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My Million To One Charity

The Young People

When I was first asked to help the disabled community by providing a home in Swaziland, there were 8 abandoned/orphaned disabled children and adults living in Mbabane Government Hospital.  Whilst establishing MMTO Swapsies, it became apparent that the adults were too conditioned within their current environment to benefit from being removed to an actual home of their own: we would be doing more harm than good.

 

There are 2 of the original youngsters there - Siphiwe and Mzolisi - who are still young enough to be fostered into the Swapsies Home.  I have also visited St Joseph's disabled school in Swaziland where they are experiencing the serious problem of youngsters being dropped off for school and never picked up again: they have become a rather involuntary home and are urgently looking for spaces to take them.  I would foster 6 of their young dependents (or alternatively any teenagers who might be abandoned at Mbabane Government Hospital in the time it takes to raise the funds) who are in most urgent need as soon as the home is built.  

 

Youngsters adopted by the Swapsies home will be between 16 - 30 so that they will safely benefit & not suffer from the move.  They will inhabit the home for the rest of their lives, to be secure in the knowledge that they will always have a home.

Since most (if not all) of the youngsters may be suffering from ill health due to neglect in their early lives - as well as mental/physical disabilities - it is tragically possible that they will pass away when in Swapsies care.  Should this happen (after an appropriate period for the Swapsies family to adjust to their changed circumstances) another age appropriate disabled person in need will be housed.

The Swapsies home will run for many, many years to come, always offering a home, healthcare, community & happiness to 8 inhabitants, for as long into the foreseeable future as possible.

THEIR STORIES...

A Wonderful Youngster in Need

Siphiwe (23 years)

 

Suspected down syndrome.  Club feet & mute.  She was abandoned on a bus: whoever was with her got off and left her behind to be found by the driver at the end of the bus journey.

 

[Needs special new shoes & a new school uniform urgently.]

Mxolisi (15 years - 16 at least by time of Swapsies home)

 

Cerebral Palsy - Sits on a blanket and rocks.  Spends most of his life in his wheelchair even though rehabilitation would help his physical well being enormously.

A Wonderful Youngster in Need

A Wonderful Youngster in Need

A Wonderful Youngster in Need

A Wonderful Youngster in Need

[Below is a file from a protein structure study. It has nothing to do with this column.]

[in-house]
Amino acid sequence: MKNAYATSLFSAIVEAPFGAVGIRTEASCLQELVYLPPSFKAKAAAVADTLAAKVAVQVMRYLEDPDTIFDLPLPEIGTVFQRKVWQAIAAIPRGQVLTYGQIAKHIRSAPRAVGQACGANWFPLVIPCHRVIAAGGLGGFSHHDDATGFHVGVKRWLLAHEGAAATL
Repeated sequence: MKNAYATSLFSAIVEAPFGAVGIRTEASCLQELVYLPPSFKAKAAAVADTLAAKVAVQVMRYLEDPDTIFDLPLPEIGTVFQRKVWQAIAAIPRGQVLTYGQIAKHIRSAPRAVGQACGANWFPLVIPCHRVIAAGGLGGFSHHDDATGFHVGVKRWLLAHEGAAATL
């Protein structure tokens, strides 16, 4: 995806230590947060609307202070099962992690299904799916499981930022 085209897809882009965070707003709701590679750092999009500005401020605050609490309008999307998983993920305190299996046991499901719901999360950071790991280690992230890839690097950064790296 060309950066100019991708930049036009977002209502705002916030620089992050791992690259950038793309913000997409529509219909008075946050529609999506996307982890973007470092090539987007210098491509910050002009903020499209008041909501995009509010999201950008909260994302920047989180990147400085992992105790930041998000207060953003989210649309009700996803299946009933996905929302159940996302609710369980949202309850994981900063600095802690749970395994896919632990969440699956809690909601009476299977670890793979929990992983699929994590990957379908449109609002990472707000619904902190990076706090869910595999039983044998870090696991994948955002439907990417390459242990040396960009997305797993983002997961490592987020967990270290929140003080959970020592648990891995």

A Wonderful Youngster in Need

(The stories detailed above are true stories and represent the circumstances of the young people very well but the names and ages listed have been changed to protect the identities of those young people for whom MMTO Swapsies will soon - very soon I hope - build a home.  Whilst 2 youngsters will definitely be fostered into the home, the other 6 youngsters will be fostered from St Josephs Disabled School, dependent on the most urgent cases when the Swapsies home is built.  St Josephs have ended up housing a lot of disabled children whose parents dropped them off and then never picked them up and they are desperate for a safe home for as many of their children as possible.  The images have also been blurred and mixed with photographs of some local volunteers to further help prevent recognition.   It might seem a strange step to take but it has been very carefully considered based on my time spent in the area and on advice from various legal and social parties there.  Please read on to find out more...

 

There are a few reasons for such discretion.  ONE of the most important reasons is to respect the privacy & dignity of those I want to help.  In a society where fundraising adverts are full of close ups on suffering children this may seem a ridiculous whim - people do want to see where their donations are going after all - but having worked in human rights documentaries and other programme making for most of my career, I have seen the exploitation of vulnerable people and I don't think that I have a right to do the same.  I have since been convinced that protecting the identities of these 8 people is right because - as the SLC Centre in Swaziland told me, who foster abandoned children & follow the same policy - "You wouldn't want your life story publicised for all to see.  You have the right to tell the people who are important to you as they come into your life.  The children we look after deserve the same dignity."

 

ANOTHER equally important reason is for their own personal safety, at least until they are officially fostered.  They are already very vulnerable and situated in places with no security measures and if it was popularly known that they were due financial aid, there is a very real possibility that they could be harmed by those jealous of their potential good fortune.)